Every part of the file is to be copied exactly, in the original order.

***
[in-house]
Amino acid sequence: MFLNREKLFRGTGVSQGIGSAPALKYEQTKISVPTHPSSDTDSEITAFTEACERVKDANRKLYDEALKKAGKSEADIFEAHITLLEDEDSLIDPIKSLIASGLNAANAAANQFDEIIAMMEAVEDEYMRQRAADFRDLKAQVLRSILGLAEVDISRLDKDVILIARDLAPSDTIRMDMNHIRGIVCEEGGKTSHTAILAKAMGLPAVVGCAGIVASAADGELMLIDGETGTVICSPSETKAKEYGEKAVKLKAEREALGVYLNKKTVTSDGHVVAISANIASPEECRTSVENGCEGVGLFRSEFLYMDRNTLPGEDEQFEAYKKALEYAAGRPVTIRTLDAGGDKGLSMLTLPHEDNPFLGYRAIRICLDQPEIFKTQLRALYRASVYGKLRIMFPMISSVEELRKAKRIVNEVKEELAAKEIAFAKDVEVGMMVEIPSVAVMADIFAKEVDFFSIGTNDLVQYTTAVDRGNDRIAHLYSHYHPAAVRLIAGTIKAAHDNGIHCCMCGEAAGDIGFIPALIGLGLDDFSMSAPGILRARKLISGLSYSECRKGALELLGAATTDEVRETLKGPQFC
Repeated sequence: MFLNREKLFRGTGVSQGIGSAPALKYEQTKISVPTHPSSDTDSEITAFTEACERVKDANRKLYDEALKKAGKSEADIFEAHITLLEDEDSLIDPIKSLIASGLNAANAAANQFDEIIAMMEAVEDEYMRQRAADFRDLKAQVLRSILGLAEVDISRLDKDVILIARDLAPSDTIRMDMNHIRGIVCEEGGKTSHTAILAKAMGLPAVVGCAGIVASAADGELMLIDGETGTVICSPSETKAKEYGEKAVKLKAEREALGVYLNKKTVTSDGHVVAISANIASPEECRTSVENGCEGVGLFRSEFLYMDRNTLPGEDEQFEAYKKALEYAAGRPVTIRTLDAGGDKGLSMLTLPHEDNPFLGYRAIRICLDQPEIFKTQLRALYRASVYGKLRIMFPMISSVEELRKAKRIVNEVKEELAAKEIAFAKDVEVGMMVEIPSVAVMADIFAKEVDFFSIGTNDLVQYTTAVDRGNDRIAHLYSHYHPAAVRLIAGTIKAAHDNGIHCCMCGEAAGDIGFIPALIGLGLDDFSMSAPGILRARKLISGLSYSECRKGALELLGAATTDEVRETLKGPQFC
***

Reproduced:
[in-house]
Amino acid sequence: MFLNREKLFRGTGVSQGIGSAPALKYEQTKISVPTHPSSDTDSEITAFTEACERVKDANRKLYDEALKKAGKSEADIFEAHITLLEDEDSLIDPIKSLIASGLNAANAAANQFDEIIAMMEAVEDEYMRQRAADFRDLKAQVLRSILGLAEVDISRLDKDVILIARDLAPSDTIRMDMNHIRGIVCEEGGKTSHTAILAKAMGLPAVVGCAGIVASAADGELMLIDGETGTVICSPSETKAKEYGEKAVKLKAEREALGVYLNKKTVTSDGHVVAISANIASPEECRTSVENGCEGVGLFRSEFLYMDRNTLPGEDEQFEAYKKALEYAAGRPVTIRTLDAGGDKGLSMLTLPHEDNPFLGYRAIRICLDQPEIFKTQLRALYRASVYGKLRIMFPMISSVEELRKAKRIVNEVKEELAAKEIAFAKDVEVGMMVEIPSVAVMADIFAKEVDFFSIGTNDLVQYTTAVDRGNDRIAHLYSHYHPAAVRLIAGTIKAAHDNGIHCCMCGEAAGDIGFIPALIGLGLDDFSMSAPGILRARKLISGLSYSECRKGALELLGAATTDEVRETLKGPQFC
Repeated sequence: MFLNREKLFRGTGVSQGIGSAPALKYEQTKISVPTHPSSDTDSEITAFTEACERVKDANRKLYDEALKKAGKSEADIFEAHITLLEDEDSLIDPIKSLIASGLNAANAAANQFDEIIAMMEAVEDEYMRQRAADFRDLKAQVLRSILGLAEVDISRLDKDVILIARDLAPSDTIRMDMNHIRGIVCEEGGKTSHTAILAKAMGLPAVVGCAGIVASAADGELMLIDGETGTVICSPSETKAKEYGEKAVKLKAEREALGVYLNKKTVTSDGHVVAISANIASPEECRTSVENGCEGVGLFRSEFLYMDRNTLPGEDEQFEAYKKALEYAAGRPVTIRTLDAGGDKGLSMLTLPHEDNPFLGYRAIRICLDQPEIFKTQLRALYRASVYGKLRIMFPMISSVEELRKAKRIVNEVKEELAAKEIAFAKDVEVGMMVEIPSVAVMADIFAKEVDFFSIGTNDLVQYTTAVDRGNDRIAHLYSHYHPAAVRLIAGTIKAAHDNGIHCCMCGEAAGDIGFIPALIGLGLDDFSMSAPGILRARKLISGLSYSECRKGALELLGAATTDEVRETLKGPQFC